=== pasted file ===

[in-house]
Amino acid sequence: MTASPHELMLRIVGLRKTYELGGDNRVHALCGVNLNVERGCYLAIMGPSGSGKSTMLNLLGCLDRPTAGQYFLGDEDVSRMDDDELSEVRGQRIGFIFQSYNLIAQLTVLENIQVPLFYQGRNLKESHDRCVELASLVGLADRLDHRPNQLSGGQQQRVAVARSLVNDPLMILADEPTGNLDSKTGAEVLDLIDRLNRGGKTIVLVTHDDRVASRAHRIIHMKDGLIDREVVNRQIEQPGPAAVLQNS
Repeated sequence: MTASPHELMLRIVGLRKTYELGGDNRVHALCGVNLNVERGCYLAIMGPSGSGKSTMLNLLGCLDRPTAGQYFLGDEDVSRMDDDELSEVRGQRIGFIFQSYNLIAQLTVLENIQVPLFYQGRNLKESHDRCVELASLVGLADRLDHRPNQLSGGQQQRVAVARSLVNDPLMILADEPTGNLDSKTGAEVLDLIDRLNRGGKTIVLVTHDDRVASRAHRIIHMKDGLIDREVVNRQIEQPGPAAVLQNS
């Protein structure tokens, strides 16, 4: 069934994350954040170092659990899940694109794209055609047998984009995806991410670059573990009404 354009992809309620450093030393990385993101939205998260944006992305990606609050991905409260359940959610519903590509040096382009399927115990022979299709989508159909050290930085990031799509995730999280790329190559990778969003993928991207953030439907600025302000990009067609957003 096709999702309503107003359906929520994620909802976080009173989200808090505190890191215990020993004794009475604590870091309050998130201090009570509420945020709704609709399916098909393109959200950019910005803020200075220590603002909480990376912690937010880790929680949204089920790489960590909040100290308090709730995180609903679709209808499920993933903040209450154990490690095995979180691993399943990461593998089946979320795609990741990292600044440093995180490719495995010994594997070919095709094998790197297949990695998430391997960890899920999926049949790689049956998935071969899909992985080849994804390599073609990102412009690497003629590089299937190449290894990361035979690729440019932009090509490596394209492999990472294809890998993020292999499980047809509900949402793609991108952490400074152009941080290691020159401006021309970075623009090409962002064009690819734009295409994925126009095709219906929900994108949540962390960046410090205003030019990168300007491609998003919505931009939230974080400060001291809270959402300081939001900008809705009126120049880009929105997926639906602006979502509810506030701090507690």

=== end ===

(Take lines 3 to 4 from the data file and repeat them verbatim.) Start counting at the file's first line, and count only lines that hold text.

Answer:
Repeated sequence: MTASPHELMLRIVGLRKTYELGGDNRVHALCGVNLNVERGCYLAIMGPSGSGKSTMLNLLGCLDRPTAGQYFLGDEDVSRMDDDELSEVRGQRIGFIFQSYNLIAQLTVLENIQVPLFYQGRNLKESHDRCVELASLVGLADRLDHRPNQLSGGQQQRVAVARSLVNDPLMILADEPTGNLDSKTGAEVLDLIDRLNRGGKTIVLVTHDDRVASRAHRIIHMKDGLIDREVVNRQIEQPGPAAVLQNS
């Protein structure tokens, strides 16, 4: 069934994350954040170092659990899940694109794209055609047998984009995806991410670059573990009404 354009992809309620450093030393990385993101939205998260944006992305990606609050991905409260359940959610519903590509040096382009399927115990022979299709989508159909050290930085990031799509995730999280790329190559990778969003993928991207953030439907600025302000990009067609957003 096709999702309503107003359906929520994620909802976080009173989200808090505190890191215990020993004794009475604590870091309050998130201090009570509420945020709704609709399916098909393109959200950019910005803020200075220590603002909480990376912690937010880790929680949204089920790489960590909040100290308090709730995180609903679709209808499920993933903040209450154990490690095995979180691993399943990461593998089946979320795609990741990292600044440093995180490719495995010994594997070919095709094998790197297949990695998430391997960890899920999926049949790689049956998935071969899909992985080849994804390599073609990102412009690497003629590089299937190449290894990361035979690729440019932009090509490596394209492999990472294809890998993020292999499980047809509900949402793609991108952490400074152009941080290691020159401006021309970075623009090409962002064009690819734009295409994925126009095709219906929900994108949540962390960046410090205003030019990168300007491609998003919505931009939230974080400060001291809270959402300081939001900008809705009126120049880009929105997926639906602006979502509810506030701090507690």